Original URL path: http://math.hws.edu/eck/courses/fsem142_f13.html (2016-02-07)
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  • BIDS 288: Chaos and Complexity
    The newer complexity theory shows how unpredictably complex behavior can result from the interaction of many simple well understood components Complexity of this sort can be modeled on a computer but it also exhibited by the economic and biological systems that will be the main focus of the course As the central text we will be using Complexity The Emerging Science at the Edge of Order and Chaos by Mitchell Waldrop We will also read some individual articles and all or part of the following books Wonderful Life by Steven Jay Gould Geography and Trade by Paul Krugman and Cities and the Wealth of Nations by Jane Jacobs Papers and Assignments The writing assignments for this course will include three short 2 to 4 page papers and one longer 7 to 10 page paper The short papers will be due on April 12 April 27 and May 17 The long paper will be due at the end of the term at the scheduled final exam period Sunday June 4 at 7 00 PM All papers will be read and graded by both instructors There will also be other short assignments and projects throughout the term For papers turned in late 1 3 letter grade will be deducted per day Quizzes There will be weekly quizzes based on readings and class discussion The two lowest quiz grades will be dropped A missed quiz will count as one of the dropped grades Grading Short papers will each count for 1 9 of the final grade for the course The long term paper will count for 2 9 of the grade Other assignments will contribute another 1 9 The average quiz grade computed after dropping the two lowest quiz grades will count for 2 9 of the final course grade The last 1

    Original URL path: http://math.hws.edu/eck/courses/bids288_s95.html (2016-02-07)
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  • Introduction to Computer Graphics Preface
    in a Web browser The Web version of this book includes interactive demo programs that are integrated into the Web pages that make up the book The sample programs and demos use HTML canvas graphics in Chapter 2 or WebGL in later chapters Canvas graphics should work well in almost any modern browser WebGL is a newer technology and is more problematic It is implemented in modern desktop browsers including Internet Explorer 11 Edge Chrome Firefox and Safari It also runs in many browsers on newer mobile devices However each of those browsers have had some problems with some of my programs on some machines Firefox and Chrome seem to work most consistently I wish I could be more definite than that but the reality of WebGL at this point is that you might have to look for a combination of computer and browser that will work for you The sample programs and demos can all be found in the download of the web site version of this book which is available from its main page Look for them in the folders named source and demo Note that some Web browsers won t use images from the local file system in canvas and WebGL graphics Those browsers will have errors when they try to run some of the samples locally instead of over the Web For me Firefox can run such examples from the local file system but Chrome cannot This issue affects only some of the examples I have taught computer graphics every couple of years or so for almost 30 years As the field developed I had to make major changes almost every time I taught the course but for much of that time I was able to structure the course primarily around OpenGL 1 1 a graphics API that was in common use for an extended period OpenGL 1 1 supported fundamental graphics concepts in a way that was fairly easy to use OpenGL is still widely supported but for various reasons the parts of it that were easy to use have been officially dropped from the latest versions although they are in practice supported on most desktop computers The result is a much more powerful API but one that is much harder to learn In particular modern OpenGL in its pure form does not make for a good introduction to graphics programming My approach in this book is to use a subset of OpenGL 1 1 to introduce the fundamental concepts of three dimensional graphics I then go on to cover WebGL a version of OpenGL that runs in a web browser as an example of the more modern approach to computer graphics While OpenGL makes up the major foundation for the course the real emphasis is on fundamental concepts such as geometric modeling and transformations hierarchical modeling and scene graphs color lighting and textures and animation Chapter 1 is a short overview of computer graphics It introduces many concepts that will be covered in much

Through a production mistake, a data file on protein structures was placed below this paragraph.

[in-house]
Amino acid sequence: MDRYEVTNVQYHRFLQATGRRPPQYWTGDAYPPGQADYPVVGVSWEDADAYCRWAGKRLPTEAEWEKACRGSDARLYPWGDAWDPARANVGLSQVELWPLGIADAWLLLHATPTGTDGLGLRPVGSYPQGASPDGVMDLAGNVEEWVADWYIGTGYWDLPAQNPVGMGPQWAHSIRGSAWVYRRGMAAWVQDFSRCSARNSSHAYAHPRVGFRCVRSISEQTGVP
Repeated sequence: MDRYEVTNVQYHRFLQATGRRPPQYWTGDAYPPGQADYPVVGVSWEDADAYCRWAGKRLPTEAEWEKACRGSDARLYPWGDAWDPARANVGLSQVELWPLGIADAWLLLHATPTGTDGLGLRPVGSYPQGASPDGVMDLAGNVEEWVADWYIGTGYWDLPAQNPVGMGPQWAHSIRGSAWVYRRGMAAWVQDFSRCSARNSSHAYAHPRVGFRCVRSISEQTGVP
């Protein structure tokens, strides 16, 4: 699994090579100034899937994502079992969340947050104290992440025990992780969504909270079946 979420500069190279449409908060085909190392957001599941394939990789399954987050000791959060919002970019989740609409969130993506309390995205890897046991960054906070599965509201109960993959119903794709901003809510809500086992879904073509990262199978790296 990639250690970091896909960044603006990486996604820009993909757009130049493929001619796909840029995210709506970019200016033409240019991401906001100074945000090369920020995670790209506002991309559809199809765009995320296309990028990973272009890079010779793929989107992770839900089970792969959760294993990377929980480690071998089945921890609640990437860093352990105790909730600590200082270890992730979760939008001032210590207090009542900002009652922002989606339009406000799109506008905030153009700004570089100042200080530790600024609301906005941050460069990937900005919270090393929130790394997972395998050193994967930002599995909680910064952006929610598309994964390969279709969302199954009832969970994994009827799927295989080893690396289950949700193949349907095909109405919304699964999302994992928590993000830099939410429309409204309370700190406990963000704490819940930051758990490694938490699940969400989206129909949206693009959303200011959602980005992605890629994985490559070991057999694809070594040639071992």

Original URL path: http://math.hws.edu/graphicsbook/preface.html (2016-02-07)
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  • Introduction to Computer Graphics Table of Contents